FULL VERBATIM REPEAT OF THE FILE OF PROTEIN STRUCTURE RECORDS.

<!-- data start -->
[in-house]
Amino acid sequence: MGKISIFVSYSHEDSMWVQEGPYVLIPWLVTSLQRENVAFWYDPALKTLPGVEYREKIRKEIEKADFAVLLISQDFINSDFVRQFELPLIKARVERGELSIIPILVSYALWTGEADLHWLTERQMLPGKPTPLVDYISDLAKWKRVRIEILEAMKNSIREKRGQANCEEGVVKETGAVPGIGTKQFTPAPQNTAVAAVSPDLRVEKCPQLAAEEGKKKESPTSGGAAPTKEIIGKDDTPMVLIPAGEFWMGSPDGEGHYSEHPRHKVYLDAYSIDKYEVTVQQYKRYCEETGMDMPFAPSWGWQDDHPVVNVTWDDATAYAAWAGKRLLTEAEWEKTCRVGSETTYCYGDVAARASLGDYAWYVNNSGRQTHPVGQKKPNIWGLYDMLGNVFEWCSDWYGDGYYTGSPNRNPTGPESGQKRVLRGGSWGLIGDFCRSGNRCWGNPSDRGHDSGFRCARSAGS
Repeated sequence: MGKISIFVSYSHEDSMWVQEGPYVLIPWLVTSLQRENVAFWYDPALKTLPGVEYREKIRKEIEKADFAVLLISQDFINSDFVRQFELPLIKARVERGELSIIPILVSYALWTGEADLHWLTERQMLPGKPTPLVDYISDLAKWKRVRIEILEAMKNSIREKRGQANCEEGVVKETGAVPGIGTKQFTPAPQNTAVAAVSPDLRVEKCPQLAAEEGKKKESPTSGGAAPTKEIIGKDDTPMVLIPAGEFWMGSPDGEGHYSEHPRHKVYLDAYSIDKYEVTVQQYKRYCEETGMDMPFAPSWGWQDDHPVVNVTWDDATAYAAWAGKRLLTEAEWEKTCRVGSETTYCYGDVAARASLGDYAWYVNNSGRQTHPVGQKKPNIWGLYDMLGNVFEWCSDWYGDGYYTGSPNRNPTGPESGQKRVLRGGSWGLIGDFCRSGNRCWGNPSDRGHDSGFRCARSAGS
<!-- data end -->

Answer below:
[in-house]
Amino acid sequence: MGKISIFVSYSHEDSMWVQEGPYVLIPWLVTSLQRENVAFWYDPALKTLPGVEYREKIRKEIEKADFAVLLISQDFINSDFVRQFELPLIKARVERGELSIIPILVSYALWTGEADLHWLTERQMLPGKPTPLVDYISDLAKWKRVRIEILEAMKNSIREKRGQANCEEGVVKETGAVPGIGTKQFTPAPQNTAVAAVSPDLRVEKCPQLAAEEGKKKESPTSGGAAPTKEIIGKDDTPMVLIPAGEFWMGSPDGEGHYSEHPRHKVYLDAYSIDKYEVTVQQYKRYCEETGMDMPFAPSWGWQDDHPVVNVTWDDATAYAAWAGKRLLTEAEWEKTCRVGSETTYCYGDVAARASLGDYAWYVNNSGRQTHPVGQKKPNIWGLYDMLGNVFEWCSDWYGDGYYTGSPNRNPTGPESGQKRVLRGGSWGLIGDFCRSGNRCWGNPSDRGHDSGFRCARSAGS
Repeated sequence: MGKISIFVSYSHEDSMWVQEGPYVLIPWLVTSLQRENVAFWYDPALKTLPGVEYREKIRKEIEKADFAVLLISQDFINSDFVRQFELPLIKARVERGELSIIPILVSYALWTGEADLHWLTERQMLPGKPTPLVDYISDLAKWKRVRIEILEAMKNSIREKRGQANCEEGVVKETGAVPGIGTKQFTPAPQNTAVAAVSPDLRVEKCPQLAAEEGKKKESPTSGGAAPTKEIIGKDDTPMVLIPAGEFWMGSPDGEGHYSEHPRHKVYLDAYSIDKYEVTVQQYKRYCEETGMDMPFAPSWGWQDDHPVVNVTWDDATAYAAWAGKRLLTEAEWEKTCRVGSETTYCYGDVAARASLGDYAWYVNNSGRQTHPVGQKKPNIWGLYDMLGNVFEWCSDWYGDGYYTGSPNRNPTGPESGQKRVLRGGSWGLIGDFCRSGNRCWGNPSDRGHDSGFRCARSAGS